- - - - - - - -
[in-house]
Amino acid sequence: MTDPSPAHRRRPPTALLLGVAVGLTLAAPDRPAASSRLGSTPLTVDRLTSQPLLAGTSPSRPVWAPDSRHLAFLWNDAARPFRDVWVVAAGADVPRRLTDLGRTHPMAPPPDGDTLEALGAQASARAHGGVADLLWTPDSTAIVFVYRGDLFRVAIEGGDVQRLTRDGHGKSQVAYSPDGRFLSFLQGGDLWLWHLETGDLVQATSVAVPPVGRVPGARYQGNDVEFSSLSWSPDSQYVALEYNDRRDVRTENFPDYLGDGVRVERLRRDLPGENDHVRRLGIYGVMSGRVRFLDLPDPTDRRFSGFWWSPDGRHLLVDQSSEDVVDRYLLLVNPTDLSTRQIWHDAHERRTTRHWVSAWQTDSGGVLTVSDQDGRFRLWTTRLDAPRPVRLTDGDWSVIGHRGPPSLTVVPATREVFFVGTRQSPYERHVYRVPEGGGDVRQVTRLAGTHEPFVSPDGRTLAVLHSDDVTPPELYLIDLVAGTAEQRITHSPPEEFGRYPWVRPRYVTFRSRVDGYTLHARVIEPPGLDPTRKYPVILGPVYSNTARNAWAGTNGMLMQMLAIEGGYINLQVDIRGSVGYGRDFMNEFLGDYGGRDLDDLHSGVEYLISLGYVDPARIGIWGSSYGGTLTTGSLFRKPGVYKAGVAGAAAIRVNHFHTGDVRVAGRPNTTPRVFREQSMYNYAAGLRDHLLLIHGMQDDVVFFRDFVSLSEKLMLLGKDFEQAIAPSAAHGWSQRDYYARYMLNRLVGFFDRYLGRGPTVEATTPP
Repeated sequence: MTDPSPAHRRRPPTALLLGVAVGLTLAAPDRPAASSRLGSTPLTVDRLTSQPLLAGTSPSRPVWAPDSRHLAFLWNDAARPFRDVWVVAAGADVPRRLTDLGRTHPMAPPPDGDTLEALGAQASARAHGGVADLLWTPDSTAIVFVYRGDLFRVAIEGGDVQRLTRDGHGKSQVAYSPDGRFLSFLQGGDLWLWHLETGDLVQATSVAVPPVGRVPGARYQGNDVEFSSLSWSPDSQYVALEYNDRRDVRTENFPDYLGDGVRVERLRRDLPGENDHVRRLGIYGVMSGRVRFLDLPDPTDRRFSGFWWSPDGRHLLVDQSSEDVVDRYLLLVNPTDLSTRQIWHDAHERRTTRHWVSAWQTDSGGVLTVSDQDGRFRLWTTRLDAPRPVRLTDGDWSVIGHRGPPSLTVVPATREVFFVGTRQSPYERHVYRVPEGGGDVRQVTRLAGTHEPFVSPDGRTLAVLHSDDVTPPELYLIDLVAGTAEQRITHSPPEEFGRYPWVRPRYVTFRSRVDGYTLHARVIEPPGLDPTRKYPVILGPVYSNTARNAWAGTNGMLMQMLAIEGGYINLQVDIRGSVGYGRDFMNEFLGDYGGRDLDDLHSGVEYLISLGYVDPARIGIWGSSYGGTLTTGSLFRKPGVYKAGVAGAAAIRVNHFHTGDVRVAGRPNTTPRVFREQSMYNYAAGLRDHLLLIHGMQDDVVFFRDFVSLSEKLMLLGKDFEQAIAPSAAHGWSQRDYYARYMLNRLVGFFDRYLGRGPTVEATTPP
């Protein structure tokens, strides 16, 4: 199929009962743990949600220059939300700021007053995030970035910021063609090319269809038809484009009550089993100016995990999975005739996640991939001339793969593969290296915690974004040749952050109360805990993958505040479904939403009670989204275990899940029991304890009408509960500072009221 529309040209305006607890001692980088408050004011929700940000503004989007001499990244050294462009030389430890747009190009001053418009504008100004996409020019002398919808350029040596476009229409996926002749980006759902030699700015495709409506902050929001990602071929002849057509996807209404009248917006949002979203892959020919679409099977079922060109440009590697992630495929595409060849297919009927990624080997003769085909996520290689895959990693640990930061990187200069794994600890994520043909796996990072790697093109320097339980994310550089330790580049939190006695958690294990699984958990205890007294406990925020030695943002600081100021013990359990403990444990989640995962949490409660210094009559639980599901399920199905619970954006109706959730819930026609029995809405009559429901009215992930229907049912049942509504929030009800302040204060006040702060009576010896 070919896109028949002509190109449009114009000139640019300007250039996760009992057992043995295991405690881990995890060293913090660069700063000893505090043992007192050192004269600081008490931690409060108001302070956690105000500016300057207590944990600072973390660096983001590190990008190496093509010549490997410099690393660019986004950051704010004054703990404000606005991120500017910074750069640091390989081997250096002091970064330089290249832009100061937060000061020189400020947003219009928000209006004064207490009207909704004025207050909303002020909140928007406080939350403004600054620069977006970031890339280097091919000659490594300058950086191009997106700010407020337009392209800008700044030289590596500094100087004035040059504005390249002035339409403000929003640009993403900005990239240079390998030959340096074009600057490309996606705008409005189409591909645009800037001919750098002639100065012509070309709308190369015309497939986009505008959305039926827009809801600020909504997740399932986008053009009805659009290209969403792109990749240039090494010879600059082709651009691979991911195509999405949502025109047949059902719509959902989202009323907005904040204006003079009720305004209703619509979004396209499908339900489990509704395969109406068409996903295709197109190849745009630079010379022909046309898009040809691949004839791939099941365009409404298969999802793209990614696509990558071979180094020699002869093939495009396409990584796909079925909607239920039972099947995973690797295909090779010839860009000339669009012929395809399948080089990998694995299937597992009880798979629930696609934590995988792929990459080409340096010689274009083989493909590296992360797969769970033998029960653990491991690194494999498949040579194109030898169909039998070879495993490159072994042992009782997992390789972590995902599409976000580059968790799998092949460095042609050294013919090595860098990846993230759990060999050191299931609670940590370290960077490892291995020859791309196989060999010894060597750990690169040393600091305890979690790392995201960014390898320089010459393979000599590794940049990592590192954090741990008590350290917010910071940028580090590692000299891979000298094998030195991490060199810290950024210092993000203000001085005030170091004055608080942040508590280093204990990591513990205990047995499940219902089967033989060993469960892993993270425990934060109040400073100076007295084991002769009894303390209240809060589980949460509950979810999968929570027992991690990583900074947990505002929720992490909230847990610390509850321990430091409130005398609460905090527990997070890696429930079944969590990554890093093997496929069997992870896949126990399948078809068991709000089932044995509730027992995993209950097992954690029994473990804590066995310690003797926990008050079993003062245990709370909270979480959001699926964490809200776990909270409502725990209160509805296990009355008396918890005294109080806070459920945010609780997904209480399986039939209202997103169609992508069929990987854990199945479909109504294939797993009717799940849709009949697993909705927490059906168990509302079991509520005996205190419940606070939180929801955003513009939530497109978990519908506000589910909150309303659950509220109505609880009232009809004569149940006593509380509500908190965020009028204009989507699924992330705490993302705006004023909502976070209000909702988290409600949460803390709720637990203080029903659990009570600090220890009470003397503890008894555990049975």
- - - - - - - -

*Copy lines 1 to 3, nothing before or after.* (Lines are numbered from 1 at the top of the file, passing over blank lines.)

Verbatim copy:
[in-house]
Amino acid sequence: MTDPSPAHRRRPPTALLLGVAVGLTLAAPDRPAASSRLGSTPLTVDRLTSQPLLAGTSPSRPVWAPDSRHLAFLWNDAARPFRDVWVVAAGADVPRRLTDLGRTHPMAPPPDGDTLEALGAQASARAHGGVADLLWTPDSTAIVFVYRGDLFRVAIEGGDVQRLTRDGHGKSQVAYSPDGRFLSFLQGGDLWLWHLETGDLVQATSVAVPPVGRVPGARYQGNDVEFSSLSWSPDSQYVALEYNDRRDVRTENFPDYLGDGVRVERLRRDLPGENDHVRRLGIYGVMSGRVRFLDLPDPTDRRFSGFWWSPDGRHLLVDQSSEDVVDRYLLLVNPTDLSTRQIWHDAHERRTTRHWVSAWQTDSGGVLTVSDQDGRFRLWTTRLDAPRPVRLTDGDWSVIGHRGPPSLTVVPATREVFFVGTRQSPYERHVYRVPEGGGDVRQVTRLAGTHEPFVSPDGRTLAVLHSDDVTPPELYLIDLVAGTAEQRITHSPPEEFGRYPWVRPRYVTFRSRVDGYTLHARVIEPPGLDPTRKYPVILGPVYSNTARNAWAGTNGMLMQMLAIEGGYINLQVDIRGSVGYGRDFMNEFLGDYGGRDLDDLHSGVEYLISLGYVDPARIGIWGSSYGGTLTTGSLFRKPGVYKAGVAGAAAIRVNHFHTGDVRVAGRPNTTPRVFREQSMYNYAAGLRDHLLLIHGMQDDVVFFRDFVSLSEKLMLLGKDFEQAIAPSAAHGWSQRDYYARYMLNRLVGFFDRYLGRGPTVEATTPP
Repeated sequence: MTDPSPAHRRRPPTALLLGVAVGLTLAAPDRPAASSRLGSTPLTVDRLTSQPLLAGTSPSRPVWAPDSRHLAFLWNDAARPFRDVWVVAAGADVPRRLTDLGRTHPMAPPPDGDTLEALGAQASARAHGGVADLLWTPDSTAIVFVYRGDLFRVAIEGGDVQRLTRDGHGKSQVAYSPDGRFLSFLQGGDLWLWHLETGDLVQATSVAVPPVGRVPGARYQGNDVEFSSLSWSPDSQYVALEYNDRRDVRTENFPDYLGDGVRVERLRRDLPGENDHVRRLGIYGVMSGRVRFLDLPDPTDRRFSGFWWSPDGRHLLVDQSSEDVVDRYLLLVNPTDLSTRQIWHDAHERRTTRHWVSAWQTDSGGVLTVSDQDGRFRLWTTRLDAPRPVRLTDGDWSVIGHRGPPSLTVVPATREVFFVGTRQSPYERHVYRVPEGGGDVRQVTRLAGTHEPFVSPDGRTLAVLHSDDVTPPELYLIDLVAGTAEQRITHSPPEEFGRYPWVRPRYVTFRSRVDGYTLHARVIEPPGLDPTRKYPVILGPVYSNTARNAWAGTNGMLMQMLAIEGGYINLQVDIRGSVGYGRDFMNEFLGDYGGRDLDDLHSGVEYLISLGYVDPARIGIWGSSYGGTLTTGSLFRKPGVYKAGVAGAAAIRVNHFHTGDVRVAGRPNTTPRVFREQSMYNYAAGLRDHLLLIHGMQDDVVFFRDFVSLSEKLMLLGKDFEQAIAPSAAHGWSQRDYYARYMLNRLVGFFDRYLGRGPTVEATTPP